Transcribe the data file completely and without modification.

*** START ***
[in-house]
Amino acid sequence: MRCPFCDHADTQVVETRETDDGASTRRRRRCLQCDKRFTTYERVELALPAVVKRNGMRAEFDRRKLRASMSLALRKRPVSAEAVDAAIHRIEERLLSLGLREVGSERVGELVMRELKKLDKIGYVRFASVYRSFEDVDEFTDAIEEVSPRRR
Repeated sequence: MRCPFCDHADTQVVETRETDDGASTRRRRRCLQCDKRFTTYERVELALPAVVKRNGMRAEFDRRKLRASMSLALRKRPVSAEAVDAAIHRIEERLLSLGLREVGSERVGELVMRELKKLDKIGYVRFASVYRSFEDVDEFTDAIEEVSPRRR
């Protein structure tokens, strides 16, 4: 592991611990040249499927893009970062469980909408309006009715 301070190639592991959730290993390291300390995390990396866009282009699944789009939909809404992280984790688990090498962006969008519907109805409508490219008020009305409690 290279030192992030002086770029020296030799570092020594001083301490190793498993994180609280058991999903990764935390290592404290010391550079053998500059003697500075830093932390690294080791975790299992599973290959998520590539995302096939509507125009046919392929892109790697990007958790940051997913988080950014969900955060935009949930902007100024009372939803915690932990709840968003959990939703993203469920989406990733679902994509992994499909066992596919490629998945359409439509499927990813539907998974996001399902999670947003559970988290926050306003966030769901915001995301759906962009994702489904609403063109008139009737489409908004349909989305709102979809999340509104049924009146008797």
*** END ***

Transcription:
[in-house]
Amino acid sequence: MRCPFCDHADTQVVETRETDDGASTRRRRRCLQCDKRFTTYERVELALPAVVKRNGMRAEFDRRKLRASMSLALRKRPVSAEAVDAAIHRIEERLLSLGLREVGSERVGELVMRELKKLDKIGYVRFASVYRSFEDVDEFTDAIEEVSPRRR
Repeated sequence: MRCPFCDHADTQVVETRETDDGASTRRRRRCLQCDKRFTTYERVELALPAVVKRNGMRAEFDRRKLRASMSLALRKRPVSAEAVDAAIHRIEERLLSLGLREVGSERVGELVMRELKKLDKIGYVRFASVYRSFEDVDEFTDAIEEVSPRRR
């Protein structure tokens, strides 16, 4: 592991611990040249499927893009970062469980909408309006009715 301070190639592991959730290993390291300390995390990396866009282009699944789009939909809404992280984790688990090498962006969008519907109805409508490219008020009305409690 290279030192992030002086770029020296030799570092020594001083301490190793498993994180609280058991999903990764935390290592404290010391550079053998500059003697500075830093932390690294080791975790299992599973290959998520590539995302096939509507125009046919392929892109790697990007958790940051997913988080950014969900955060935009949930902007100024009372939803915690932990709840968003959990939703993203469920989406990733679902994509992994499909066992596919490629998945359409439509499927990813539907998974996001399902999670947003559970988290926050306003966030769901915001995301759906962009994702489904609403063109008139009737489409908004349909989305709102979809999340509104049924009146008797």